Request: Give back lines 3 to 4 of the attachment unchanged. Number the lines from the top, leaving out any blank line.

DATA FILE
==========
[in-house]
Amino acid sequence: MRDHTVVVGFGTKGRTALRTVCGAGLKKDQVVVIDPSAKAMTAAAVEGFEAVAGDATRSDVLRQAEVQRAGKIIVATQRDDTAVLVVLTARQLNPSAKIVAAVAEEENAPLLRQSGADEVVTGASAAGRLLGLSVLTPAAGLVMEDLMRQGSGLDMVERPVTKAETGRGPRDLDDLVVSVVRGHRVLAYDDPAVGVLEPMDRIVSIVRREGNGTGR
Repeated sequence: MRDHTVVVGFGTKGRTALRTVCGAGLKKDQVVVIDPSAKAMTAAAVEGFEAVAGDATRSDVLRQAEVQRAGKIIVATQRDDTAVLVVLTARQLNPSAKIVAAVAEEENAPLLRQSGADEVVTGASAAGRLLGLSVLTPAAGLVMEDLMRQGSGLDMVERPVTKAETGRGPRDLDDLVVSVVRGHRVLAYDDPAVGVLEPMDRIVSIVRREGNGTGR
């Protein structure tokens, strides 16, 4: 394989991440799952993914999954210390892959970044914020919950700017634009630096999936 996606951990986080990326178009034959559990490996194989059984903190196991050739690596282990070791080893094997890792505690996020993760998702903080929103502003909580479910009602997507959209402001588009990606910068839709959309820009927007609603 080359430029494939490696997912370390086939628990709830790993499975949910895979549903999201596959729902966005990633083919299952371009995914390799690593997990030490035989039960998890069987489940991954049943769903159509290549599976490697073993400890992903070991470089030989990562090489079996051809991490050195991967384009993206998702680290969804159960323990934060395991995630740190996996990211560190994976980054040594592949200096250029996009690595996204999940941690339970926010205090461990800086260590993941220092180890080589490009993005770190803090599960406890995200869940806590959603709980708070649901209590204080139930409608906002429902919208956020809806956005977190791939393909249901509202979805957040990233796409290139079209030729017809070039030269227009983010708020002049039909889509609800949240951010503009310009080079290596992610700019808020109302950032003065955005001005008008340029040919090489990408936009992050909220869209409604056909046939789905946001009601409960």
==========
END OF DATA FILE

Repeated sequence: MRDHTVVVGFGTKGRTALRTVCGAGLKKDQVVVIDPSAKAMTAAAVEGFEAVAGDATRSDVLRQAEVQRAGKIIVATQRDDTAVLVVLTARQLNPSAKIVAAVAEEENAPLLRQSGADEVVTGASAAGRLLGLSVLTPAAGLVMEDLMRQGSGLDMVERPVTKAETGRGPRDLDDLVVSVVRGHRVLAYDDPAVGVLEPMDRIVSIVRREGNGTGR
């Protein structure tokens, strides 16, 4: 394989991440799952993914999954210390892959970044914020919950700017634009630096999936 996606951990986080990326178009034959559990490996194989059984903190196991050739690596282990070791080893094997890792505690996020993760998702903080929103502003909580479910009602997507959209402001588009990606910068839709959309820009927007609603 080359430029494939490696997912370390086939628990709830790993499975949910895979549903999201596959729902966005990633083919299952371009995914390799690593997990030490035989039960998890069987489940991954049943769903159509290549599976490697073993400890992903070991470089030989990562090489079996051809991490050195991967384009993206998702680290969804159960323990934060395991995630740190996996990211560190994976980054040594592949200096250029996009690595996204999940941690339970926010205090461990800086260590993941220092180890080589490009993005770190803090599960406890995200869940806590959603709980708070649901209590204080139930409608906002429902919208956020809806956005977190791939393909249901509202979805957040990233796409290139079209030729017809070039030269227009983010708020002049039909889509609800949240951010503009310009080079290596992610700019808020109302950032003065955005001005008008340029040919090489990408936009992050909220869209409604056909046939789905946001009601409960």